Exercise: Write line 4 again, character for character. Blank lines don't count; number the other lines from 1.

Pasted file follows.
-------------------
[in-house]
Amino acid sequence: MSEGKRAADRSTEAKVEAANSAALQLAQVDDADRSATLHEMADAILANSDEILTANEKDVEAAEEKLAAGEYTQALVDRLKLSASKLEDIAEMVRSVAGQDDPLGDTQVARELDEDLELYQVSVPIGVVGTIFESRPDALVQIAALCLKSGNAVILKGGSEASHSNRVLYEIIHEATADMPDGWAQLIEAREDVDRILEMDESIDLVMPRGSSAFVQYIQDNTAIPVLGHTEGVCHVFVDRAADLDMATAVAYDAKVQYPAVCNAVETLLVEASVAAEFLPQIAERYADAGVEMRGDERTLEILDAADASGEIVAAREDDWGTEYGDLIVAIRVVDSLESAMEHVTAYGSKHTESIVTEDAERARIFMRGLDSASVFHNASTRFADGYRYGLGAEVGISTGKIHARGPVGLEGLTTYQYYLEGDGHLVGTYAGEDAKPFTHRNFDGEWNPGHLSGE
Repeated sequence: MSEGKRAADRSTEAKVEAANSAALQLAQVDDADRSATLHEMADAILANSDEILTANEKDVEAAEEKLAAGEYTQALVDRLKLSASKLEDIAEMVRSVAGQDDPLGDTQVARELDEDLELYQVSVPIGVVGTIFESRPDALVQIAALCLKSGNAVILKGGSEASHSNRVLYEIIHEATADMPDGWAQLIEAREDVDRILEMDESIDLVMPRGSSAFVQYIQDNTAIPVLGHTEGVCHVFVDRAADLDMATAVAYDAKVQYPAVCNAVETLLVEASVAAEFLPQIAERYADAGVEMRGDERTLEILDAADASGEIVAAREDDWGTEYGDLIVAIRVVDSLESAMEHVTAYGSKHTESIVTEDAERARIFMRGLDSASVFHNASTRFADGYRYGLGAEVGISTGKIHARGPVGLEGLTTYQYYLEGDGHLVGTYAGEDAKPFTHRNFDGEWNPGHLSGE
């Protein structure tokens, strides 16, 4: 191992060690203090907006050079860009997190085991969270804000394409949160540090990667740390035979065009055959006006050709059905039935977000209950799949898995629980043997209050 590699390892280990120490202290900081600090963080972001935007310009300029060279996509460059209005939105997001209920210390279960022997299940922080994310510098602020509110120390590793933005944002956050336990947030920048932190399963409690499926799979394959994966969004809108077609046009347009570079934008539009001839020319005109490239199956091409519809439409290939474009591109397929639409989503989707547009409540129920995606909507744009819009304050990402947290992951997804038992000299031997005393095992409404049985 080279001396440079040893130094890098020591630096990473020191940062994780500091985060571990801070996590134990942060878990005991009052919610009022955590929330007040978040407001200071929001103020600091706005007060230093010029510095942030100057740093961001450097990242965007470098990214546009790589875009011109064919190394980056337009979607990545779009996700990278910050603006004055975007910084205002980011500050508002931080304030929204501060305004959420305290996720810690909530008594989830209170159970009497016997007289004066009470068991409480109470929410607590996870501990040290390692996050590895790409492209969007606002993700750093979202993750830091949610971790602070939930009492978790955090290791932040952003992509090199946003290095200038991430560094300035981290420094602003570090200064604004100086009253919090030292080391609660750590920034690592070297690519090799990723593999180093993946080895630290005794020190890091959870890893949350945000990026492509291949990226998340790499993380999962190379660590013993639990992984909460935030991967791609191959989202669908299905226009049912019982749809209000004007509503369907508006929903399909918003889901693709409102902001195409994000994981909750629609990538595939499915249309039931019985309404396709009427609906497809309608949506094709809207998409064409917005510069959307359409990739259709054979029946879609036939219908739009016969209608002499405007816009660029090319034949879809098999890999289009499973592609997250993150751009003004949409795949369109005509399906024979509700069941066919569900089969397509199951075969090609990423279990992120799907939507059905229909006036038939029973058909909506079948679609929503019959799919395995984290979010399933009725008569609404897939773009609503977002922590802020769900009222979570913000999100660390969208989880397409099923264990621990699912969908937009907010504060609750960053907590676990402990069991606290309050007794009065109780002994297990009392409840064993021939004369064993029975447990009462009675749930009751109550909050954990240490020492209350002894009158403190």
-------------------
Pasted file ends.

């Protein structure tokens, strides 16, 4: 191992060690203090907006050079860009997190085991969270804000394409949160540090990667740390035979065009055959006006050709059905039935977000209950799949898995629980043997209050 590699390892280990120490202290900081600090963080972001935007310009300029060279996509460059209005939105997001209920210390279960022997299940922080994310510098602020509110120390590793933005944002956050336990947030920048932190399963409690499926799979394959994966969004809108077609046009347009570079934008539009001839020319005109490239199956091409519809439409290939474009591109397929639409989503989707547009409540129920995606909507744009819009304050990402947290992951997804038992000299031997005393095992409404049985 080279001396440079040893130094890098020591630096990473020191940062994780500091985060571990801070996590134990942060878990005991009052919610009022955590929330007040978040407001200071929001103020600091706005007060230093010029510095942030100057740093961001450097990242965007470098990214546009790589875009011109064919190394980056337009979607990545779009996700990278910050603006004055975007910084205002980011500050508002931080304030929204501060305004959420305290996720810690909530008594989830209170159970009497016997007289004066009470068991409480109470929410607590996870501990040290390692996050590895790409492209969007606002993700750093979202993750830091949610971790602070939930009492978790955090290791932040952003992509090199946003290095200038991430560094300035981290420094602003570090200064604004100086009253919090030292080391609660750590920034690592070297690519090799990723593999180093993946080895630290005794020190890091959870890893949350945000990026492509291949990226998340790499993380999962190379660590013993639990992984909460935030991967791609191959989202669908299905226009049912019982749809209000004007509503369907508006929903399909918003889901693709409102902001195409994000994981909750629609990538595939499915249309039931019985309404396709009427609906497809309608949506094709809207998409064409917005510069959307359409990739259709054979029946879609036939219908739009016969209608002499405007816009660029090319034949879809098999890999289009499973592609997250993150751009003004949409795949369109005509399906024979509700069941066919569900089969397509199951075969090609990423279990992120799907939507059905229909006036038939029973058909909506079948679609929503019959799919395995984290979010399933009725008569609404897939773009609503977002922590802020769900009222979570913000999100660390969208989880397409099923264990621990699912969908937009907010504060609750960053907590676990402990069991606290309050007794009065109780002994297990009392409840064993021939004369064993029975447990009462009675749930009751109550909050954990240490020492209350002894009158403190």